Chottu had been left severely disabled as a baby, catalysed by a severe reaction to a vaccine. Kamla’s partner Balajit developed severe mental health issues after the Sikh massacre of 1984. In 2006, they lost their 27-year old daughter Meeto to suicide at Oxford.

A few weeks after Meeto’s death, Kamla wrote to friends about a realisation she had -- “that our movements, networks, and involvements” would provide her a reason to live.

She lived up to that promise.

Herself a child abuse survivor, Kamla believed that patriarchy is harmful not only to women but also to men, as she powerfully stated in the Aamir Khan-hosted TV show Satyamev Jayate, 2014.

Through her words and songs, Kamla helped many understand “how harmful patriarchy is to men”, as communications consultant and peace activist Pragya Narang wrote in eShe, an independent women’s magazine in New Delhi.

The magazine amplifies women's voices and stories about our shared humanity. Both Pragya and eShe editor Aekta Kapoor are among Sapan’s founding members.

Kamla often said: “I am not a wall that divides but a crack in the wall that allows light and sound to pass from one side to the other”.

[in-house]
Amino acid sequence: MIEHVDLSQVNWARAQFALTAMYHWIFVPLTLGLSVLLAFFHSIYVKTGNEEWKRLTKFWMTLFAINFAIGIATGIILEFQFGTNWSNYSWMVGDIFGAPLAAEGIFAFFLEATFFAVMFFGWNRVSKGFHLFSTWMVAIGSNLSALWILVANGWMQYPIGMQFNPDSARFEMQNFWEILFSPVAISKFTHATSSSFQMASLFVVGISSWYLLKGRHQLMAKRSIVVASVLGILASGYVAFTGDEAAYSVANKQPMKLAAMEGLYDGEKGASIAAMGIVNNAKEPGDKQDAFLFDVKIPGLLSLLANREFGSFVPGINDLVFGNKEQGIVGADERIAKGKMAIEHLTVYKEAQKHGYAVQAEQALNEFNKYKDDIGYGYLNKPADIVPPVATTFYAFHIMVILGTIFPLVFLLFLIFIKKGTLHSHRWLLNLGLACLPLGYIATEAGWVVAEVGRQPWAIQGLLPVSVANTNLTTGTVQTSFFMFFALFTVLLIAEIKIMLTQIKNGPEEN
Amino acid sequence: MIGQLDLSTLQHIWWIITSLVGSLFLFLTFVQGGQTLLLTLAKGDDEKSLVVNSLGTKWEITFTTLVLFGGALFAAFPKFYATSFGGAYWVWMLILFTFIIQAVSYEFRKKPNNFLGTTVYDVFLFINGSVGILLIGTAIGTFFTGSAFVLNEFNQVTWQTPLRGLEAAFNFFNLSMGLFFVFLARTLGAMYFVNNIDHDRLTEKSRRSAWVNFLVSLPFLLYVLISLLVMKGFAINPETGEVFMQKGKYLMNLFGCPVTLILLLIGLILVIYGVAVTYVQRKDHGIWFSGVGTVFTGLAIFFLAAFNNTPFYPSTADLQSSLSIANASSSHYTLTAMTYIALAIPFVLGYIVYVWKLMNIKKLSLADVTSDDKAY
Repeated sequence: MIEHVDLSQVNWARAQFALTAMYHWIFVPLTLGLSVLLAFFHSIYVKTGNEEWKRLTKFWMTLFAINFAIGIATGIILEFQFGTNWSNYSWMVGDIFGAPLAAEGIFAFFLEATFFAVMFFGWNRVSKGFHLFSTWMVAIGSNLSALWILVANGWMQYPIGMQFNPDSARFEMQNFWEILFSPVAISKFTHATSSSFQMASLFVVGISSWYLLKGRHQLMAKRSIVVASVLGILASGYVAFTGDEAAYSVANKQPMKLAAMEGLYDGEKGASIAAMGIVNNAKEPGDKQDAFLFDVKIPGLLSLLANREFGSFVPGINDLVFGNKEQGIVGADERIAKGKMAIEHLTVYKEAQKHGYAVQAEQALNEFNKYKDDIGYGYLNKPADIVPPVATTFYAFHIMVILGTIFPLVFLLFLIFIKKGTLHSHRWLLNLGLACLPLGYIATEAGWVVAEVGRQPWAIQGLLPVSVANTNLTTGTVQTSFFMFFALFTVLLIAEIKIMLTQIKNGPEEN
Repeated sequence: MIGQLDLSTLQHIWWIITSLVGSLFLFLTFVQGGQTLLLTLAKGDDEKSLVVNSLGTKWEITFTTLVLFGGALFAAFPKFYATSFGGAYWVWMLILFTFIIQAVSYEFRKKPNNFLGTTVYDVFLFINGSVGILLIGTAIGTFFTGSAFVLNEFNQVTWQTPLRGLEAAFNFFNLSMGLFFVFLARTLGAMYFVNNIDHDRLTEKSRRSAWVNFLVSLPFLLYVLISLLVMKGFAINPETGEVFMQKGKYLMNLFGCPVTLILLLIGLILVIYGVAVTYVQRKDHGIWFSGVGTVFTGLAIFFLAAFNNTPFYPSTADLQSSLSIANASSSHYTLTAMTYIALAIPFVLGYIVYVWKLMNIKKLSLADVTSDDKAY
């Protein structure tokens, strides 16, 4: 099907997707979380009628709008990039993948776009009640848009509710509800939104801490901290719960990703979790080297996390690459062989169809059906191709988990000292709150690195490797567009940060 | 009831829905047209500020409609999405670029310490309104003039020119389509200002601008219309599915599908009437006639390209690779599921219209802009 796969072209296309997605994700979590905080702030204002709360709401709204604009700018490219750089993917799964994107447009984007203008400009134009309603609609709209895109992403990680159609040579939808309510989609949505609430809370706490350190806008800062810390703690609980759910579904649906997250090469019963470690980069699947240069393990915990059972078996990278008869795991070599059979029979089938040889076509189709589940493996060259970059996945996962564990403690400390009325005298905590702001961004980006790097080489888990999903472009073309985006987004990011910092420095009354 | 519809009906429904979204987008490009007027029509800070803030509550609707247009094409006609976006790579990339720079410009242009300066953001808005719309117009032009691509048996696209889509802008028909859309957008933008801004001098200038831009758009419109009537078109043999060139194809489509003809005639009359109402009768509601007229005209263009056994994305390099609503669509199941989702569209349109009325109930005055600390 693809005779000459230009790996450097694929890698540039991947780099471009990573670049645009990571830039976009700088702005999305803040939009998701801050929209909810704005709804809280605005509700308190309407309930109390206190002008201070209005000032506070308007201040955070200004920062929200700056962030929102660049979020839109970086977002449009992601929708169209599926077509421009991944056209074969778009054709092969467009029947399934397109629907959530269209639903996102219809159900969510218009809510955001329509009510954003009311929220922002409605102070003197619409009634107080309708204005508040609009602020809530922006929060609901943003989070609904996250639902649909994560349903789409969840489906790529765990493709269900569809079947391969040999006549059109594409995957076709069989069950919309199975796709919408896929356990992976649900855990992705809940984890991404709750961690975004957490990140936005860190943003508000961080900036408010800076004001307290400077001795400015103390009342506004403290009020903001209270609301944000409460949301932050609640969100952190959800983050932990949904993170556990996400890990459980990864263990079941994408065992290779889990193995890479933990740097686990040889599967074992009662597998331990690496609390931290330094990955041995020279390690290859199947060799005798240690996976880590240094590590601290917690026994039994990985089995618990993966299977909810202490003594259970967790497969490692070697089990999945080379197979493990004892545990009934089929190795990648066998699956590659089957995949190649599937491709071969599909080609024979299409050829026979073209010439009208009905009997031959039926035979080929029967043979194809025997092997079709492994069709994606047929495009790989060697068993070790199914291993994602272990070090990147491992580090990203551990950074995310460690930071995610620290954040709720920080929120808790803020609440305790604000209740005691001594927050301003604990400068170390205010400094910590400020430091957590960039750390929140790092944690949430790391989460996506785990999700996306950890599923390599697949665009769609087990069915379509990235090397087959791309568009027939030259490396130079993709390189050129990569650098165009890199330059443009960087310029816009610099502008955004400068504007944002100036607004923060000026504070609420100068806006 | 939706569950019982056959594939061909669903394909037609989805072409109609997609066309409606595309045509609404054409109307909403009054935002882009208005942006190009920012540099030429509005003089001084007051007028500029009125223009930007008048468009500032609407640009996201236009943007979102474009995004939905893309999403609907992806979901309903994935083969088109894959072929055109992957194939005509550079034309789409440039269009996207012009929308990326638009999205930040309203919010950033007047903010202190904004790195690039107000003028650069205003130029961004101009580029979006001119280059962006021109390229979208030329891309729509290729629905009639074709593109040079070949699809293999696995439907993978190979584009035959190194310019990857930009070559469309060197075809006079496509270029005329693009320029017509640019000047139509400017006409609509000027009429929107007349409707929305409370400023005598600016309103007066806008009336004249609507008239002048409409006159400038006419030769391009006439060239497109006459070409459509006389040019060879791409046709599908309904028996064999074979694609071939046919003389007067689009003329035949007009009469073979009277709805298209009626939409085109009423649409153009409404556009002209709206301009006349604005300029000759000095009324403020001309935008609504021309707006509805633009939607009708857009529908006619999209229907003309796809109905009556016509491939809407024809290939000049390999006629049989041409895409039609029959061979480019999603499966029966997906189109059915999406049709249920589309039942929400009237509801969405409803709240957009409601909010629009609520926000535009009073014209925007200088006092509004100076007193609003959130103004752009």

“Walls turned sideways are bridges”, she would say. And: “Without peace in South Asia there can be no progress.”

In keeping with this spirit, just hours before she passed away, Kamla participated in an online session of the India national chapter of Pakistan India People’s Forum for Peace and Democracy.

Kamla’s friendships extended beyond her generation. Lalita’s daughter Sagari R. Ramdas, a veterinary scientist remembered “Darling Kammu” and the activism she had initiated them to. “And above all the songs. We learnt to walk this road, through your songs. – and we sang them all.”

She and her husband have translated many of these into Telugu, along with poems by Faiz and others.

Her older sister Kavita Nandini Ramdas who heads the Nathan Cummings Foundation wrote a poem invoking Kamla’s songs, “songs of yearning for a world free of hate… “

“Songs for women silenced too long.
Songs for the weak, who were always the strong.
Songs for resistance, for courage, for unity.
Songs for justice, peace, and solidarity.

… Her humming, her clapping, her heartbeat, her drumming, her energy, her spirit, her twinkling eyes, her spiky white hair, her passion, and her kindness are everywhere.